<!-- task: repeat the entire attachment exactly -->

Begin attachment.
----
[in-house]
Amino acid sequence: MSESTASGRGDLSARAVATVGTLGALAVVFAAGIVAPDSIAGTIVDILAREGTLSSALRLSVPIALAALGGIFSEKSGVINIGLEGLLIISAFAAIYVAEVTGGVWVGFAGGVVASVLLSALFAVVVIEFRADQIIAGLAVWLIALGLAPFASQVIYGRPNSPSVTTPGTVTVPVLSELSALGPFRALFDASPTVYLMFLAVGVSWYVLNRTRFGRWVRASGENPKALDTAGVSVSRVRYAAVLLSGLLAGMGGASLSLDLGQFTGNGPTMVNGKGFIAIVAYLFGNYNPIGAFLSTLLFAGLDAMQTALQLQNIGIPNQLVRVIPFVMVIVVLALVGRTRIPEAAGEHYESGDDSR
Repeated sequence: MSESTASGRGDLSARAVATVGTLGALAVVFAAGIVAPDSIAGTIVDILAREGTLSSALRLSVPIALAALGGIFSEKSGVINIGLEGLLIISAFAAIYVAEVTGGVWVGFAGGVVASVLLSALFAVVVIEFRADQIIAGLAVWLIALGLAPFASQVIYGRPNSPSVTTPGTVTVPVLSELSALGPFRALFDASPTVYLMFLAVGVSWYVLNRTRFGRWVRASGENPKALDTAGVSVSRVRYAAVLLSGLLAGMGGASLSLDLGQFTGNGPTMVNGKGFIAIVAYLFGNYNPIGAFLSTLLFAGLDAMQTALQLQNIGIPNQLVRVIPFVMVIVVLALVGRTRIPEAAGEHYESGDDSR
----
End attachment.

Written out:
[in-house]
Amino acid sequence: MSESTASGRGDLSARAVATVGTLGALAVVFAAGIVAPDSIAGTIVDILAREGTLSSALRLSVPIALAALGGIFSEKSGVINIGLEGLLIISAFAAIYVAEVTGGVWVGFAGGVVASVLLSALFAVVVIEFRADQIIAGLAVWLIALGLAPFASQVIYGRPNSPSVTTPGTVTVPVLSELSALGPFRALFDASPTVYLMFLAVGVSWYVLNRTRFGRWVRASGENPKALDTAGVSVSRVRYAAVLLSGLLAGMGGASLSLDLGQFTGNGPTMVNGKGFIAIVAYLFGNYNPIGAFLSTLLFAGLDAMQTALQLQNIGIPNQLVRVIPFVMVIVVLALVGRTRIPEAAGEHYESGDDSR
Repeated sequence: MSESTASGRGDLSARAVATVGTLGALAVVFAAGIVAPDSIAGTIVDILAREGTLSSALRLSVPIALAALGGIFSEKSGVINIGLEGLLIISAFAAIYVAEVTGGVWVGFAGGVVASVLLSALFAVVVIEFRADQIIAGLAVWLIALGLAPFASQVIYGRPNSPSVTTPGTVTVPVLSELSALGPFRALFDASPTVYLMFLAVGVSWYVLNRTRFGRWVRASGENPKALDTAGVSVSRVRYAAVLLSGLLAGMGGASLSLDLGQFTGNGPTMVNGKGFIAIVAYLFGNYNPIGAFLSTLLFAGLDAMQTALQLQNIGIPNQLVRVIPFVMVIVVLALVGRTRIPEAAGEHYESGDDSR